It was not until about the time that DS#1 was in 11th grade that I *finally* had a moment to think ahead to college and start looking in to what THAT was going to take, when I realized there was a huge financial aid component to have to learn about, not to mention how to figure out how to research and search for colleges for "college fit".  :svengo:

 

I would guess most homeschool families are in that same position (with their oldest DC), unless another homeschooler tries to provide information for them earlier on in their homeschooling journey. And for public school families: so many public schools don't even HAVE a school counselor, or if they do, the counselor is so overworked with so many students, that it's very understandable how families could get to the 11th and 12th grade years and not have clue #1 about college.

 

(However, totally agree with you -- I do have a hard time understanding how anyone would drive/spend a lot of money to visit a campus without first reading through the school's website, and possibly stumble over facts of cost or student body size or degrees offered that would make you realize the school was NOT going to work at all... ;) )

 

 

BEST of luck to all those at the beginning of the "journey to college" stage! :) Warmest regards, Lori D.

Edited by Lori D.
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And... I admit to my own VAST ignorance. Frankly, I was in exactly the same position when DSs were about 11th grade, because all my time, energy and efforts up to that point were just trying to get high school figured ...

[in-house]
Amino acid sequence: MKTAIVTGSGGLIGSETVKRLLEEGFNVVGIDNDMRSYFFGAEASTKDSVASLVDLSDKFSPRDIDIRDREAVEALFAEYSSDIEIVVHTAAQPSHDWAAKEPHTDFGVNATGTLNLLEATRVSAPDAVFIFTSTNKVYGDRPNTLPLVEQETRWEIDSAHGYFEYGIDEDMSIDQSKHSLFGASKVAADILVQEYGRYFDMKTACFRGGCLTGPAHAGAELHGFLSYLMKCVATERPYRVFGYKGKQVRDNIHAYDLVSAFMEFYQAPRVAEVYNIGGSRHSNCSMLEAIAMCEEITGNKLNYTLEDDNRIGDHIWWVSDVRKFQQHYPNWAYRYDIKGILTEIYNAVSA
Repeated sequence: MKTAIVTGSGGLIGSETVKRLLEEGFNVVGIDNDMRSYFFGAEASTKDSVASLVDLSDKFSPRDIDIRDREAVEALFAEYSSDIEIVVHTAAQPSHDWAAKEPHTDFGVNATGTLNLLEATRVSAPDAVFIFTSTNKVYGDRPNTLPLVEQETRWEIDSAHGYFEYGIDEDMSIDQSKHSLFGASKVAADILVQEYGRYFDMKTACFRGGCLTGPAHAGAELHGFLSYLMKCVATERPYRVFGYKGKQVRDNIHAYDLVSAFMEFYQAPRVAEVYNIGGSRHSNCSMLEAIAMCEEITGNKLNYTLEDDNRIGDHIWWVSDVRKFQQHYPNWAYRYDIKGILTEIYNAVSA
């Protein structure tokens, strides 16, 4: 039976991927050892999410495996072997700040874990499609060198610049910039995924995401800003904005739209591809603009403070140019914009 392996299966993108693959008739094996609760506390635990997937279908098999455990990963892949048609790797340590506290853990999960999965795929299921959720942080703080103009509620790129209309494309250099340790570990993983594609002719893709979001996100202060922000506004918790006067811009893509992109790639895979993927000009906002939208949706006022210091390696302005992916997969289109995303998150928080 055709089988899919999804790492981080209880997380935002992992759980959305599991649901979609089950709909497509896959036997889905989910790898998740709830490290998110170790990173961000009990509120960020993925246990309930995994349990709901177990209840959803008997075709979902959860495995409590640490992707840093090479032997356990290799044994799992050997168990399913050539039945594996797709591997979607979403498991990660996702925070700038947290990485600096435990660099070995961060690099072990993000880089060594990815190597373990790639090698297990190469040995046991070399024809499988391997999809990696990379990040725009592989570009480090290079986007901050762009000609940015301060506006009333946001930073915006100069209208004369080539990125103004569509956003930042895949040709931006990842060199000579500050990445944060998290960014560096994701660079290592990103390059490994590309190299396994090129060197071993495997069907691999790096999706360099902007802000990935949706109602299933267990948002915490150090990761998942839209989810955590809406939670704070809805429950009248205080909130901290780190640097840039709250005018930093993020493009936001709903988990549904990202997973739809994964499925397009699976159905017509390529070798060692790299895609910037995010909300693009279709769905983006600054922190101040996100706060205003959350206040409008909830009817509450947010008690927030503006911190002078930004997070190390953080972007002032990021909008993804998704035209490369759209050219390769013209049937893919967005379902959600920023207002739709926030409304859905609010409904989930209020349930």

It was not until about the time that DS#1 was in 11th grade that I *finally* had a moment to think ahead to college and start looking in to what THAT was going to take, when I realized there was a huge financial aid component to have to learn about, not to mention how to figure out how to research and search for colleges for "college fit".

 

 

I confess I was equally ignorant. I did not begin researching college cost until my oldest was way in high school.

I knew what the local public would cost, but I had no idea about out of state publics or privates. 

 

To be honest, it still seems very mysterious how my kids' schools determine merit and need based aid, and every year the bill with its varying amount of financial aid is a bit of a surprise. We never know in advance from year to year how it is going to turn out.

Edited by regentrude
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We brought our kids up telling them we would pay half and they would pay half.  That only worked up until we saw the cost involved sometime when oldest was in high school.  I'm not quite sure exactly when that moment of understanding was at this moment.  That's when I started "my" education as financial counselor for my guys.  Silly me had thought only the educational component was necessary, but we aren't that wealthy.  

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I knew from talking to a financial planner when the dc were infants...but their estimate was off by about 20%...costs increased that dramatically in 17 years. 

I was very surprised at how high the rent is in many areas.

Very happy to learn about the websites that show typical charge vs family income...it was a little late, but there was only one school that I crossed off when I should not have because of it. 

 

My wasted trip was to a college that didn't tell us until we got there that admissions had quotas by demographics, and our kind didn't have a chance.   I wasn't the only stunned member of the audience.  It taught me that private schools can do what they want.